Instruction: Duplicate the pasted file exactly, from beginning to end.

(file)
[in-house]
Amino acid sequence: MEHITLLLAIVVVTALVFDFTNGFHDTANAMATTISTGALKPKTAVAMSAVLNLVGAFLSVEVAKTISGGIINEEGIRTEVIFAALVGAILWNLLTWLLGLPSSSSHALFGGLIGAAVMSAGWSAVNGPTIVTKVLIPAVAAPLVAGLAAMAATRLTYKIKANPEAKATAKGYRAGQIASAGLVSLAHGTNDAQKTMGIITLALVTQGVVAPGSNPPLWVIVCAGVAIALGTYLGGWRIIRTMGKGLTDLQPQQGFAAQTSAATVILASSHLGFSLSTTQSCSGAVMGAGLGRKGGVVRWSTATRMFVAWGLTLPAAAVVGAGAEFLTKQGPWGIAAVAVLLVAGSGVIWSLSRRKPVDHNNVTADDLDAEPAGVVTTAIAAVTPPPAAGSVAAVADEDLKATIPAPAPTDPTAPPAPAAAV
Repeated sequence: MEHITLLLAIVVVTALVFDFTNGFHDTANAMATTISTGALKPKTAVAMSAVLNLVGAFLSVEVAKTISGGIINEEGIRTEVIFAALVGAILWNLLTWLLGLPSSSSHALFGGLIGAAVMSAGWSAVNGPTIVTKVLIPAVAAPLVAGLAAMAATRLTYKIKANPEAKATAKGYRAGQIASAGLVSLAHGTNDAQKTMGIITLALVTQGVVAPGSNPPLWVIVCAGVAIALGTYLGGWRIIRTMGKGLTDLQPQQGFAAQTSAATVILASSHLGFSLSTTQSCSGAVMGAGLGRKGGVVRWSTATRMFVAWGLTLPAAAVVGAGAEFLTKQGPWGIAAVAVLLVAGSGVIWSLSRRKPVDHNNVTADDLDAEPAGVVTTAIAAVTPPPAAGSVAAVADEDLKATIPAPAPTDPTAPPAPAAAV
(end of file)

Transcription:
[in-house]
Amino acid sequence: MEHITLLLAIVVVTALVFDFTNGFHDTANAMATTISTGALKPKTAVAMSAVLNLVGAFLSVEVAKTISGGIINEEGIRTEVIFAALVGAILWNLLTWLLGLPSSSSHALFGGLIGAAVMSAGWSAVNGPTIVTKVLIPAVAAPLVAGLAAMAATRLTYKIKANPEAKATAKGYRAGQIASAGLVSLAHGTNDAQKTMGIITLALVTQGVVAPGSNPPLWVIVCAGVAIALGTYLGGWRIIRTMGKGLTDLQPQQGFAAQTSAATVILASSHLGFSLSTTQSCSGAVMGAGLGRKGGVVRWSTATRMFVAWGLTLPAAAVVGAGAEFLTKQGPWGIAAVAVLLVAGSGVIWSLSRRKPVDHNNVTADDLDAEPAGVVTTAIAAVTPPPAAGSVAAVADEDLKATIPAPAPTDPTAPPAPAAAV
Repeated sequence: MEHITLLLAIVVVTALVFDFTNGFHDTANAMATTISTGALKPKTAVAMSAVLNLVGAFLSVEVAKTISGGIINEEGIRTEVIFAALVGAILWNLLTWLLGLPSSSSHALFGGLIGAAVMSAGWSAVNGPTIVTKVLIPAVAAPLVAGLAAMAATRLTYKIKANPEAKATAKGYRAGQIASAGLVSLAHGTNDAQKTMGIITLALVTQGVVAPGSNPPLWVIVCAGVAIALGTYLGGWRIIRTMGKGLTDLQPQQGFAAQTSAATVILASSHLGFSLSTTQSCSGAVMGAGLGRKGGVVRWSTATRMFVAWGLTLPAAAVVGAGAEFLTKQGPWGIAAVAVLLVAGSGVIWSLSRRKPVDHNNVTADDLDAEPAGVVTTAIAAVTPPPAAGSVAAVADEDLKATIPAPAPTDPTAPPAPAAAV